Indian culture is very much centred on its art forms; music, dance, film and epics. From formal and narrative dances to more free and folksy moves, dance is considered a high form of art, romantic, expressive, communicative and fun. Music is also integral to Indian culture, deeply rooted in its history. From traditional folk to contemporary Indian pop, there is a music style for every occasion (note: I am not a firm fan of authentic sitar and tabla music!). Films often incorporate or adapt traditional Epics, using song and dance as key parts of the story – and the Bollywood scene is big!
- The Festivals
The festivals in India follow the different schools of religious and philosophical thought, and this is superb because with such a multi-cultural and multi-religious population, festivals are in no short supply. Popular events are the Hindu Holi or Festival of Colours (where you have likely seen people throwing powdered dyes) and Buddhist Vesak (a celebration that involves offerings of flowers, candles and joss-sticks for the teachers or monks) and Hindu Bathukamma (a festival of flowers).
The influences on Indian architecture are as broad as those on the culture – eclectic to say the least. There are ancient villages and temples, influenced by tribal and religious (Buddhist, Hindu, Islamic) styles. In towns and cities, colonial rule brought Victorian and Gothic styles too, which can be seen in some of the older buildings in Mumbai and Delhi. Yet more architectural change can be seen in newer cityscapes, with a mix of art deco and contemporary backdrops making for a very cosmopolitan feel.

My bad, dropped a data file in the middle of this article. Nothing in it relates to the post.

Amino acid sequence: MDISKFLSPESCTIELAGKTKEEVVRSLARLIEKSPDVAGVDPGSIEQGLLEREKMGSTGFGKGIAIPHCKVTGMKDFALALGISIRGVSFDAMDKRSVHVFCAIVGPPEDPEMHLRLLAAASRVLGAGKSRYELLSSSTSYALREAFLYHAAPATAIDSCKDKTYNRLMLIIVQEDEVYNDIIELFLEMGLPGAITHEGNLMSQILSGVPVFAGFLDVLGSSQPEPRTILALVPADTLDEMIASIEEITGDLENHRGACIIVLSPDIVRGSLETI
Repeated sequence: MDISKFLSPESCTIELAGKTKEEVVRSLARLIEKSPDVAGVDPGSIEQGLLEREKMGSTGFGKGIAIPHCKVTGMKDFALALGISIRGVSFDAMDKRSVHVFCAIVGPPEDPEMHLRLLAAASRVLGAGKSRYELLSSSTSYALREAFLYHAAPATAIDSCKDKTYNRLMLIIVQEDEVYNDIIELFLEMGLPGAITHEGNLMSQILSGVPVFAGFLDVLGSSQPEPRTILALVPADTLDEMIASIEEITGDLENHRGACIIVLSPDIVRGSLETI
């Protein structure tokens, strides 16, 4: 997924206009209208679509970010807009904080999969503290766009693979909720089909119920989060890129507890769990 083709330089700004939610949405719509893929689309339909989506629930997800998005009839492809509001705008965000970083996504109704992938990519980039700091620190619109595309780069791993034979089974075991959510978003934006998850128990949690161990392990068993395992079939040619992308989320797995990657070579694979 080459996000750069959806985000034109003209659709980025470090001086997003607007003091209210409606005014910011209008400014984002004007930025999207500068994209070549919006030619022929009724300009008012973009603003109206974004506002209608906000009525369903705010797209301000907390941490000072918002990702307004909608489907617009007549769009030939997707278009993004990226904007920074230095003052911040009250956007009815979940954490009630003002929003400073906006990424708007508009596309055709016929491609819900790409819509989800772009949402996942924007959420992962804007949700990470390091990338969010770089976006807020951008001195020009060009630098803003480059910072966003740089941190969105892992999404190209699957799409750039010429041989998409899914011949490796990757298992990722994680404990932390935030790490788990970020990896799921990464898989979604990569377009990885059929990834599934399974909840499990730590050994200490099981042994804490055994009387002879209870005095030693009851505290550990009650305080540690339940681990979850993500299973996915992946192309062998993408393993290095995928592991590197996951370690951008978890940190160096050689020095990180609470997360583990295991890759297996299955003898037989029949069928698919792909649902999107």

A broad snapshot of India’s architectural styles can be seen at landmarks like:
- Lotus Temple
A contemporary temple in New Delhi, this is certainly a noticeable landmark. Constructed to imitate a lotus from the ground and the air, it is certainly unique
- Taj Mahal
Considered one of the new seven wonders of the world, this white marble mausoleum is one of the world’s most famous landmarks.
- Khajuraho Temples/ Virupaksha Temple
A feat of ancient engineering, as well as a stunning example of archetypal Indian architecture, these temples are well worth a visit, just to see the carvings
- ChhatrapatiShivaji Terminus
A pristine example of the Victorian influence on Mumbai architecture, this terminus building is an imposing and impressing part of the city’s skyline
- Ajanta/Ellora Caves
Centuries old, these monuments are cut out of caves and surrounded by stunning natural beauty; still standing as a World Heritage Site, in their lifetime they served as monasteries, temples and shelter
A New Perspective
One of the most remarkable things about India is its personality. Despite the destinations and cultural experiences, I was most captivated by the life and the spirit of its cities and villages, as well as those living within.
Cities like Mumbai and Delhi are having a growth spurt. Their personalities are bright, big and growing. They are either at or working towards the forefront of the world economy, science, technology, etc. It is an exciting place to be and an exciting transition to witness.
Village life is an eye-opener too. These people have a far harder life than many of us can imagine, faced with floods and famines. However tough rural life gets though, villagers are usually content – but that doesn’t stop them working to better themselves and their circumstances. They don’t simply accept handouts from charity. They will work with a charity to combat poverty and water crises in a sustainable way.
This is the kind of determination and personality that demands respect and admiration; more than a place to explore, India is a country to learn from.
My incredible Indian adventure was an exhilarating and educational experience; one which I highly recommend to those of you in love with exploring the world and all it has to offer. It enabled me to discover natural and man-made wonders, and challenged both my own whimsical idea of the country, and the narrow media narrative that it is a charity-case of a nation. India was everything I hoped for and more!